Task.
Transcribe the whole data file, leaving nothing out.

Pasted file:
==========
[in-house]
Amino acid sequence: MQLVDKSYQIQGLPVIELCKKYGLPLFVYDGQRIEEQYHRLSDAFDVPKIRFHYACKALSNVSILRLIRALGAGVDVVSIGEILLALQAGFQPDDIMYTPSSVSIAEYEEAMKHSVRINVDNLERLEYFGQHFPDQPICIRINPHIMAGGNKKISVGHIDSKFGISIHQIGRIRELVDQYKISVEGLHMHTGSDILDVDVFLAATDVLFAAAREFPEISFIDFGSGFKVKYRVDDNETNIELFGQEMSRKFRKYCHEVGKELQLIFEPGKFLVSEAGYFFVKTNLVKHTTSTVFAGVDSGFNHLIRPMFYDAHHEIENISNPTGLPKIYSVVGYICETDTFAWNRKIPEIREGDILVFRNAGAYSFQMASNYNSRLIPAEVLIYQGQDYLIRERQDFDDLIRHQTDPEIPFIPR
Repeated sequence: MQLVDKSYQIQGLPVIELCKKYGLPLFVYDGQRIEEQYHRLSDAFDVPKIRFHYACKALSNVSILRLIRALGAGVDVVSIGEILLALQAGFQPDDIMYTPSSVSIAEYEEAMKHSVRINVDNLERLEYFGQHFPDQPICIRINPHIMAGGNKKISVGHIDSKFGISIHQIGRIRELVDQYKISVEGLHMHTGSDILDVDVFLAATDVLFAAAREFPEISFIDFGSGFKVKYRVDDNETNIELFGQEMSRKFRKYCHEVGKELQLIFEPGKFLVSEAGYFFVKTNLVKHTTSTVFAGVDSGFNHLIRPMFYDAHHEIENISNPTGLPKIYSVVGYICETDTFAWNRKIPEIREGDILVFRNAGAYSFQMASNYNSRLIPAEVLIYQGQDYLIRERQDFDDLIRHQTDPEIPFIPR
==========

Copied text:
[in-house]
Amino acid sequence: MQLVDKSYQIQGLPVIELCKKYGLPLFVYDGQRIEEQYHRLSDAFDVPKIRFHYACKALSNVSILRLIRALGAGVDVVSIGEILLALQAGFQPDDIMYTPSSVSIAEYEEAMKHSVRINVDNLERLEYFGQHFPDQPICIRINPHIMAGGNKKISVGHIDSKFGISIHQIGRIRELVDQYKISVEGLHMHTGSDILDVDVFLAATDVLFAAAREFPEISFIDFGSGFKVKYRVDDNETNIELFGQEMSRKFRKYCHEVGKELQLIFEPGKFLVSEAGYFFVKTNLVKHTTSTVFAGVDSGFNHLIRPMFYDAHHEIENISNPTGLPKIYSVVGYICETDTFAWNRKIPEIREGDILVFRNAGAYSFQMASNYNSRLIPAEVLIYQGQDYLIRERQDFDDLIRHQTDPEIPFIPR
Repeated sequence: MQLVDKSYQIQGLPVIELCKKYGLPLFVYDGQRIEEQYHRLSDAFDVPKIRFHYACKALSNVSILRLIRALGAGVDVVSIGEILLALQAGFQPDDIMYTPSSVSIAEYEEAMKHSVRINVDNLERLEYFGQHFPDQPICIRINPHIMAGGNKKISVGHIDSKFGISIHQIGRIRELVDQYKISVEGLHMHTGSDILDVDVFLAATDVLFAAAREFPEISFIDFGSGFKVKYRVDDNETNIELFGQEMSRKFRKYCHEVGKELQLIFEPGKFLVSEAGYFFVKTNLVKHTTSTVFAGVDSGFNHLIRPMFYDAHHEIENISNPTGLPKIYSVVGYICETDTFAWNRKIPEIREGDILVFRNAGAYSFQMASNYNSRLIPAEVLIYQGQDYLIRERQDFDDLIRHQTDPEIPFIPR